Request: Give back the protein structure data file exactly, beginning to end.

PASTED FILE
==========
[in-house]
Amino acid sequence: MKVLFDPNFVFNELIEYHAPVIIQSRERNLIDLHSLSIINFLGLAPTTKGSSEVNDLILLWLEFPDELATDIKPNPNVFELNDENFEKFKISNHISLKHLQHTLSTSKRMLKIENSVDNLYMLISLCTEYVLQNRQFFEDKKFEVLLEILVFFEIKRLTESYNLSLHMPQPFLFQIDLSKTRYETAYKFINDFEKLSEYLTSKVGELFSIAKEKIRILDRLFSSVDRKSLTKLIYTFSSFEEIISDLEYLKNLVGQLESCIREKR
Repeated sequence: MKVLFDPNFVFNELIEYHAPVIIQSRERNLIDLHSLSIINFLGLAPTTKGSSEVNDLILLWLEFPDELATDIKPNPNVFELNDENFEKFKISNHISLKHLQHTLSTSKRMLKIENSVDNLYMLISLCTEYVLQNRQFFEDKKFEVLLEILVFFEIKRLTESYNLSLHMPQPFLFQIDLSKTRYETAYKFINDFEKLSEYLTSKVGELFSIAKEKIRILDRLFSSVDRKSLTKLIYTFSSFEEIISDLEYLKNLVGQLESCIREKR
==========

[in-house]
Amino acid sequence: MKVLFDPNFVFNELIEYHAPVIIQSRERNLIDLHSLSIINFLGLAPTTKGSSEVNDLILLWLEFPDELATDIKPNPNVFELNDENFEKFKISNHISLKHLQHTLSTSKRMLKIENSVDNLYMLISLCTEYVLQNRQFFEDKKFEVLLEILVFFEIKRLTESYNLSLHMPQPFLFQIDLSKTRYETAYKFINDFEKLSEYLTSKVGELFSIAKEKIRILDRLFSSVDRKSLTKLIYTFSSFEEIISDLEYLKNLVGQLESCIREKR
Repeated sequence: MKVLFDPNFVFNELIEYHAPVIIQSRERNLIDLHSLSIINFLGLAPTTKGSSEVNDLILLWLEFPDELATDIKPNPNVFELNDENFEKFKISNHISLKHLQHTLSTSKRMLKIENSVDNLYMLISLCTEYVLQNRQFFEDKKFEVLLEILVFFEIKRLTESYNLSLHMPQPFLFQIDLSKTRYETAYKFINDFEKLSEYLTSKVGELFSIAKEKIRILDRLFSSVDRKSLTKLIYTFSSFEEIISDLEYLKNLVGQLESCIREKR